If the cuts were so minor that they didn't need stitching I doubt they can say for sure that they will scar. I can think of quite a few very nasty cuts and gashes that DS got over the years, they fade away as they grow.

ScottyDoc Thu 14-Mar-13 22:28:20

I think you and your dh sound like decent and responsible dog owners and that this was unfortunately a very nasty accident that happened. Dogs, no matter their breed, temperament or normal behaviour, can snap at any time. You know this better than anyone, and it wasnt your fault.

I have views (personal experience as a small child and as a pre teen) that dogs shouldn't be kept around children at all, just for safety. The amount of times people keep dogs in the family, defend them unquestioningly and then a baby or toddler gets mauled or bitten. Why take the risk? I will never ever understand it. People may flame me for these views but inevitably this year yet again there will be another tragic news story about a child victim of a dog attack. Those are the facts.

I don't think you should get another dog OP, perhaps get your little man a different pet such as a rabbit, guinea pig, lizard etc. I'm sorry this happened and I wish you and your ds a speedy recovery xxx

Bobothebuilder Thu 14-Mar-13 22:32:35

Scott's I actually agree with you. Our dog was originally DP's dog ' he got her about six months before meeting me when we we both young free and single, not anticipating any children ever really. I have always been nervous about having her around he kys even though as I said she had always been a good dog. We think that tonight what happened was little man found a few crisps on the floor (bad mother alert again), he reached to get them and then our dog also went to get em and tried to warn little man off, as dogs do. If she had meant him real harm the damage would have been far worse.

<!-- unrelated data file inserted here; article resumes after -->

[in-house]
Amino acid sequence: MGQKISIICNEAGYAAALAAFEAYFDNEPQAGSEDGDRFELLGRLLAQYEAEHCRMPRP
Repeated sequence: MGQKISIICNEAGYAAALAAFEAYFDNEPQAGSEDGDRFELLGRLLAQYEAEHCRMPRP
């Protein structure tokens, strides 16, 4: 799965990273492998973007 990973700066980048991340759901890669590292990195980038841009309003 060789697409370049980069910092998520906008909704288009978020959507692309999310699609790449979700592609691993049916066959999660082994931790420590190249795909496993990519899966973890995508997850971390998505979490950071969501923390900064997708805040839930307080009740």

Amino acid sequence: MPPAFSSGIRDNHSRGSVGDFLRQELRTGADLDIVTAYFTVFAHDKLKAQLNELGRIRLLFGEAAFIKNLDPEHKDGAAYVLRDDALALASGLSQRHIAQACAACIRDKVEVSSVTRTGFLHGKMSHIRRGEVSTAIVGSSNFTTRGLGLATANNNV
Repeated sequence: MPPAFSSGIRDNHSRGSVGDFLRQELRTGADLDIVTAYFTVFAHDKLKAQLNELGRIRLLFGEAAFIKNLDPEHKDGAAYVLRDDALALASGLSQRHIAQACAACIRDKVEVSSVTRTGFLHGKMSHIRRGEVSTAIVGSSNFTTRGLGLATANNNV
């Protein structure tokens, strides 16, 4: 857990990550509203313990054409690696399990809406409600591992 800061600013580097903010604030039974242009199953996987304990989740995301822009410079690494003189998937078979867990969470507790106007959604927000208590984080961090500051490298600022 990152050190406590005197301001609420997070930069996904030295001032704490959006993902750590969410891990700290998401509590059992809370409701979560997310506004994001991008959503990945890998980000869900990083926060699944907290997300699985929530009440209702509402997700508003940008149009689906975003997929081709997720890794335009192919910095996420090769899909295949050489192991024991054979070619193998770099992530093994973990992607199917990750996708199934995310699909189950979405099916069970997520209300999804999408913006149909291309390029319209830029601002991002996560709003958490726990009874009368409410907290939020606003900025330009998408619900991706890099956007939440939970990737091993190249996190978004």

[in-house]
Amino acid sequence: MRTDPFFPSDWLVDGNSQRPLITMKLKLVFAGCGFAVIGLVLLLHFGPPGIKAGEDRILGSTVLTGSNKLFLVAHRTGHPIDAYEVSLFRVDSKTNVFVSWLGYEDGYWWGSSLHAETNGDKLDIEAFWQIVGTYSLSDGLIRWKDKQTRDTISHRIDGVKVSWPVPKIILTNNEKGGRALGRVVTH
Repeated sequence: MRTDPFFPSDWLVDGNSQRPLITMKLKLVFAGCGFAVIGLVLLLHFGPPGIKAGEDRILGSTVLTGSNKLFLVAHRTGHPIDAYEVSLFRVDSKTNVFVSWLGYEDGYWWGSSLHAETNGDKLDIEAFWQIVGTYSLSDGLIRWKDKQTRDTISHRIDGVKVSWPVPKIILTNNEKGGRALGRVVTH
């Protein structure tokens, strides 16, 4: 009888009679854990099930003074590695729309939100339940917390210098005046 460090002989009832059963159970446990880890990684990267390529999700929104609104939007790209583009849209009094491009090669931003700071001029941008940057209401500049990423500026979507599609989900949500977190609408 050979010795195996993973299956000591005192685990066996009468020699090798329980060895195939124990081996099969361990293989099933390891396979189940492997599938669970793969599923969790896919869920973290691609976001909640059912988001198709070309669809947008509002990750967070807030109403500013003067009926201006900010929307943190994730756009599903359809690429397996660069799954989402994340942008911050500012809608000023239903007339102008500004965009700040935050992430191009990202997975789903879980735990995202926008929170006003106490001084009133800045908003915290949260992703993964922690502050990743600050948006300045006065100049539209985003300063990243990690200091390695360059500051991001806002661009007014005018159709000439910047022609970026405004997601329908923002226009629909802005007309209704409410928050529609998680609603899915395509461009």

But still I do not feel we can keep mental health is not great as it is, without I'd constant worry.

Trazzletoes Thu 14-Mar-13 22:37:00

Bobo please don't blame yourself. You had precautions in place and believed they were being used. Show me one parent who hasn't had a momentary lapse of concentration when caring for their child. Or show me a child that has never had an accident.

It was an accident. You cannot beat yourself up for that.

I also was bitten by a dog as a teenager - went through the skin etc etc. it hasn't scarred. Is there any way you can distract your DS to stop him picking at the scabs?

rubyrubyruby Thu 14-Mar-13 22:37:38

Message withdrawn at poster's request.

catlady1 Thu 14-Mar-13 22:40:14

I don't have a dog but I would if I had the space for one, and this is one of my worst fears. You can usually see why a dog would feel scared or threatened and react aggressively, so it's not as if you can totally blame the dog, but at the same time you have to protect your children. I would be on edge too.

I don't normally agree with casually passing animals around but in this case I definitely think rehoming is for the best, for your own sake, your children and the dog.

lagoonhaze Thu 14-Mar-13 22:40:52

Im not a dog lover (bitten as a child too) but I wanted to say your thread has touched me. What a difficult time for all concerned. Please dont do the bad mummy guilt. You dont deserve it.

ScottyDoc Thu 14-Mar-13 22:43:12

I think you've been through a hell of a lot and you just have to remember it was an unfortunate accident, nothing to do with you at all. Best thing, as hard as it is, is to re home her. The dog doesn't have much experience with kids in close proximity and you can't risk the same thing happening again.

Dogs are lovely and amazing animals but just shouldn't be kept around kids, period. It's a choice that people have to make. My neighbours dogs appeared to be very protective of their little girl and her playmate until one day the dog went for her face. They never particularly took it seriously and I remember another dog of theirs that bit me for no apparent reason. The sooner humans stop kidding themselves dogs are human too will be the day when dog attacks decrease dramatically. I know of family dogs that have seemed absolutely fine for however many years, and have then turned on someone in the house for whatever reason. Never worth the risk.

PacificDogwood Thu 14-Mar-13 22:45:31

Bobo, sorry that you and your DS are going through this.

But - he is 2; he has 2 year old skin: the marks will heal and they will fade.